Inside the radio had jumped into life along with some of the other equipment on the desk. I picked up the phone but there was still no dial tone. There were a number of buttons on the base of the phone; one for “Kitchen”, another for “Garage” and another one that simply said “Boss”. Then I saw it. I pressed the one labelled “Outside Line” expecting to hear a dial tone. Still there was nothing.

I replaced the receiver and looked down at Dog with a frown that said I just don’t understand. Dog looked back silently replying I don’t understand either.

I switched my attention to the radio. There was a large, orange LCD panel on the front and lots of buttons and dials. The LCD panel contained loads of information, most of which I didn’t understand. A mouthpiece hung on the side as did a pair of headphones. I fiddled with the radio for the next ten minutes but just got varying types of hiss from the irritating unit. I sat back in the chair and wished it was as easy as the radio in my car.

“The car radio, we haven’t checked the car radio!”

I felt a great desire to run to the car as quickly as possible but forced myself to walk calmly to avoid exciting the dog. As I walked down the stairs I wondered what news the radio might bring. My head was so full of questions and, it seemed, the car radio was the answer to them all. How many people had died? What was the cause? Where was this happening? How long will it be before it all gets back to normal? Would my business get bad feedback on Amazon or eBay and if so, would my orders suffer? I pushed that last though aside labelling it as selfish and insignificant in the present circumstance.

When we reached the car I opened the door and climbed in. I started it up and switched on the radio. It was tuned to BBC Radio 2, nothing. I turned the volume right up but this just produced a louder hiss. I tried BBC Radio 1, Heart, Radio Sussex and finally the World Service but there was nothing.

I felt the skin at the back of my neck tighten as the realisation hit me that this was not just a local phenomenon. I stopped the engine, got out and sat on the floor next to my dog. She looked up at me, sighed and then dumped her head into my lap. We sat there in silence whilst I thought about what to do next. I thought about my wife and hoped to God she was safe in New York. I’d last spoken to her the night before. We’d had a brief chat using the Internet; it was about midnight here so would have been seven O’clock New York time. Her Mum was finding all the walking tiring so they’d gone back to their hotel for the night. I closed my eyes and pictured my wife in my head.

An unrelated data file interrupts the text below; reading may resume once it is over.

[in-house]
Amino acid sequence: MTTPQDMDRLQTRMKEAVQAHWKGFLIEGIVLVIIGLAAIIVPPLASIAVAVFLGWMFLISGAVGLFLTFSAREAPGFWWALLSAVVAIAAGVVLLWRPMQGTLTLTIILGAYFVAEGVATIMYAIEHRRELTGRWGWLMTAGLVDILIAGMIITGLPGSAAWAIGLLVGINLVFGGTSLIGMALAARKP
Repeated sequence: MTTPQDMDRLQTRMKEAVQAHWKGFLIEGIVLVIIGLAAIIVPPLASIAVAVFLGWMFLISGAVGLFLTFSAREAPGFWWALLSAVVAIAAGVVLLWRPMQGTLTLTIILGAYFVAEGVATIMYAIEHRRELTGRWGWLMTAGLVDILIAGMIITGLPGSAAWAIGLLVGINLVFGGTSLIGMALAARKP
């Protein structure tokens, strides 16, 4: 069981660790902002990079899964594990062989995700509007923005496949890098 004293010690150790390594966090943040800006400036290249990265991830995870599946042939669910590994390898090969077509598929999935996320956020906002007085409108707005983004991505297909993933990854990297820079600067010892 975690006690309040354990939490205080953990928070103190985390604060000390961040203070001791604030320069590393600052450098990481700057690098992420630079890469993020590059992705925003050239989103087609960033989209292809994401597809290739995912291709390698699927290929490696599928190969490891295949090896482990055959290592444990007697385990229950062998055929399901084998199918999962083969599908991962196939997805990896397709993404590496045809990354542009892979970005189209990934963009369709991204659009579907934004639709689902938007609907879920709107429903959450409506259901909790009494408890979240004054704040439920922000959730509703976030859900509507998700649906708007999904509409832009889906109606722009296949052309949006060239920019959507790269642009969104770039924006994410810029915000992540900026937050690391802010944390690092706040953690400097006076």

“They could be there for a lot longer than a long weekend.” I said looking at Dog. She lifted her head an inch off my lap, listened, then plonked it back down.

I allowed Dog to sit in the front with me; it was less about being a special treat and more about feeling the need for company, and having a large, black dog on display could well be a good thing if there were hostile people around. I kept my speed low and watched for anything that could shed some light on what was going on. What I was really looking for were people.

We drove the five miles from Herstmonceux to Hailsham without seeing a single sign of human life. As we slowly drove into Hailsham I slowed further expecting to see the odd person here and there. I looked hard seeking out any kind of movement but there was nothing; No people, no cars on the road, no movement from anywhere. It was completely surreal, like something I’d seen in a film or read in a book, I half expected a zombie to walk out in front of me.

I pulled up outside the Police Station and switched off the engine. I walked through the complete silence to the front door, I pushed against the door hoping against hope that it would be open, it was locked.

Even though I’d not seen any people, or even any signs of people, I still felt a need to keep quiet; people can be unpredictable creatures when circumstances become unfamiliar. I walked around the building looking into each of the windows for signs of life, as I did I checked around the edges for a possible entry point. It wasn’t long before I came to the conclusion that the place was empty.

The feeling of needing to know what the hell was going on was incredibly strong. I went back around the side and used the bins to climb up onto the lower roof. From there I was able to get to the top and have a good look around. Nothing moved for as far as the eye could see. Deducing that something catastrophic had happened to the population from the fact that radio didn’t seem to work was one thing, but seeing a large expanse of built up suburbia with no sign of human life whatsoever with my own eyes was something else altogether. This was fast becoming very scary and I didn’t like it one bit.

I carefully climbed down to the lower roof and peered through a small skylight window. Through a layer of dirt and grime I could just about make out a tall filing cabinet and a desk. I thought about breaking in on the off chance that I could find something that would help me to understand what was going on but decided against it. What I really needed to do was to take a trip to London. It was quite a risky move but I was confident that I’d somehow find out more in our biggest city. I got back down, sat next to my dog and gave her some fuss.